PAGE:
College, SEI, corporate partnership benefits all
April 25, 2017   //   By:   //   Real-world Learning

Phoenix Contact recently gave the robotics and machine intelligence (RMI) lab at Elizabethtown College more than $80,000 of electronic automation equipment.

And this isn’t the first time the Dauphin County, Pennsylvania-producer of industrial connection and automation technology, electronic Interface systems and surge protection, gifted E-town with technology, said Joe Wunderlich, associate professor of engineering and computer science and coordinator of the College’s computer engineering program.

Over Wunderlich’s 12-year collaboration with Phoenix Contact, the College has received “several hundred thousand dollars of equipment,” he said. Those donations included items used for three of the College’s internationally competing “Wunderbot” autonomous mobile robots.

In addition to Wunderlich’s connection to Phoenix Contact, an additional relationship recently developed between Phoenix Contact President Jack Nehlig and Elizabethtown College President Carl Strikwerda.

The prototype went into manufacturing; that’s real-world learning.”

The most recent equipment donation will be integrated into the RMI lab for use on future student projects and in support of courses Wunderlich teaches in computer engineering, computer science, robotics and machine intelligence, the professor said, adding that the computers also might be used in architecture courses. “This kind of equipment is critical to maintaining our ABET accreditation of our computer engineering program.”

ABET accredits college and university programs in the disciplines of applied science, computing, engineering and engineering technology at the associate, bachelor’s and master’s degree levels. “Having ABET accredited engineering in a high-quality liberal arts college gives our institution a special distinction,” said Wunderlich, who has been with the College since 1999.

Last year, in cooperation with the Business Department, E-town College held an automated locking mechanism competition with computer engineering, computer science and business students as competitors. They used equipment donated from Phoenix Contact. Three faculty members and three investment bankers judged the contest, which netted the first-, second- and third-place winners $800 in awards.

In addition, the College’s RMI lab, also called the Design and Technology Transfer Studio, has utilized Phoenix Contact-donated equipment in projects involving E-town’s Social Enterprise Institute (SEI). Three years ago, a contest took place to design a wellness trailer to benefit truckers. Awards of almost $6,000 were given to the top three winners of this multidisciplinary student contest judged by outside professionals, investors and E-town faculty members. This “Mobile Wellness Center” needed to hold psychological counseling, ministry and primary health care services. “The prototype (from the contest winner) went into manufacturing,” said Wunderlich. “That’s real-world learning.”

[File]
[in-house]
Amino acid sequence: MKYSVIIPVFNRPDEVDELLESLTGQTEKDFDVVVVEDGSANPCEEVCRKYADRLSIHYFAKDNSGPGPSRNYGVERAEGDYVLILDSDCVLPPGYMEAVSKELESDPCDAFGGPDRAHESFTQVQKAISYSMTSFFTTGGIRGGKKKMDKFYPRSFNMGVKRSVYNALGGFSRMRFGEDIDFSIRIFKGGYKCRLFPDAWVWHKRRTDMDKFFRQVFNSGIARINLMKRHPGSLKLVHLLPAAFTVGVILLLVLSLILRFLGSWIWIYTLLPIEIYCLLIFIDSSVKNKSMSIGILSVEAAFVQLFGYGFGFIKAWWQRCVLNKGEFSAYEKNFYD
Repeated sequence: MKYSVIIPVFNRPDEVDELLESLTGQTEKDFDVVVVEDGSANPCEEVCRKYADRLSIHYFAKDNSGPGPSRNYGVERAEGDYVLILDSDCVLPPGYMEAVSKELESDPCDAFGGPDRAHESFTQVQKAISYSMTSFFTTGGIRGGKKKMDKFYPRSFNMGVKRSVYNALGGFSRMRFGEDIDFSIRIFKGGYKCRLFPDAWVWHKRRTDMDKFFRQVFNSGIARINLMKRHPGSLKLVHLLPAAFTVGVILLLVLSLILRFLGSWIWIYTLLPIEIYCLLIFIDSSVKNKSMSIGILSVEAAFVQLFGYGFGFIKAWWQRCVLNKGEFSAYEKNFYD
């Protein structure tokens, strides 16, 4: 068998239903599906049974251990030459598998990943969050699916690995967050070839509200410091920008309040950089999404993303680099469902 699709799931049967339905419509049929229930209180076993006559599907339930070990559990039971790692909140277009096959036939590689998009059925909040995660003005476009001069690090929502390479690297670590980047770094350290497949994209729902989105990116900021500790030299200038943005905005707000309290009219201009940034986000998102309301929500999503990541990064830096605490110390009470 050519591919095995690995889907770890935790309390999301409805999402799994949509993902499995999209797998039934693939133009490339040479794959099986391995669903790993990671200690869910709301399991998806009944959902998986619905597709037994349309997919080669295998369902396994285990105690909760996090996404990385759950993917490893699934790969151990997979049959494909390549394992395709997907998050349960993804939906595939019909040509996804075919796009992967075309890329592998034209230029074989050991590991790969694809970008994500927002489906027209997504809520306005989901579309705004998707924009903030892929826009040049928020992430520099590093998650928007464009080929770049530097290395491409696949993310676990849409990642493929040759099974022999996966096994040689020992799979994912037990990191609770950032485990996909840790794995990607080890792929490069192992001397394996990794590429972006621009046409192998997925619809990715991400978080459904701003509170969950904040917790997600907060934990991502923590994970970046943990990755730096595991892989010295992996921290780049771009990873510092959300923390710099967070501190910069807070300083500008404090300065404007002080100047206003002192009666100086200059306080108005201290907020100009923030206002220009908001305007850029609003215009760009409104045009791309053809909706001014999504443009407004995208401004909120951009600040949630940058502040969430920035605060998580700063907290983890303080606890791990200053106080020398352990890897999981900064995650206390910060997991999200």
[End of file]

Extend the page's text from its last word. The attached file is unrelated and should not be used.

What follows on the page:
Though a decision has yet to be made on how the new equipment will be utilized, there is a good chance it will benefit SEI projects, said Wunderlich. The College also is investigating using the equipment for outreach projects at Masonic Homes, located in Elizabethtown, and in nearby high schools that compete in Phoenix Contact Regional and National competitions, which Wunderlich judges.

The precise use of the equipment will be determined this summer by two international students. Nathan Copros, a rising senior computer engineering major from France, and Daniel Esteves, a rising senior industrial engineering major from Brazil, will be supervised by Wunderlich this summer via an E-town SCARP grant. Esteves, Wunderlich said, has previous experience with electronics and mechatronics in Brazil, as well as serving as Wunderlich’s teaching and research assistant over the past year.

“We’ll take the stuff out, spread it out, inventory it and decide how to use it,” he said.

Not only has the partnership with Phoenix Contact been of benefit to the students via state-of-the-art equipment donation, representatives from the organization regularly visit classes at the College to guest lecture and give free training. In exchange, Wunderlich integrates their technology into his courses, and participates in the Phoenix Contact “Edunet” – a consortium of several dozen international Universities which share innovations using Phoenix Contact equipment.

Thus far, more than a dozen E-town students have served internships at Phoenix Contact, Wunderlich said, and “we have had many of our E-town grads hired by this multinational corporation.”

About the Author :

Rebecca Easton is a junior at Elizabethtown College in Pennsylvania. She is currently studying English with a concentration in professional writing, and is pursuing a double minor in communications and business administration. Her primary interests in these fields include journalistic writing, copy editing and marketing. She currently works for the Elizabethtown College Center for Student Success as a writing tutor. She also works for the Office of Marketing and Communications.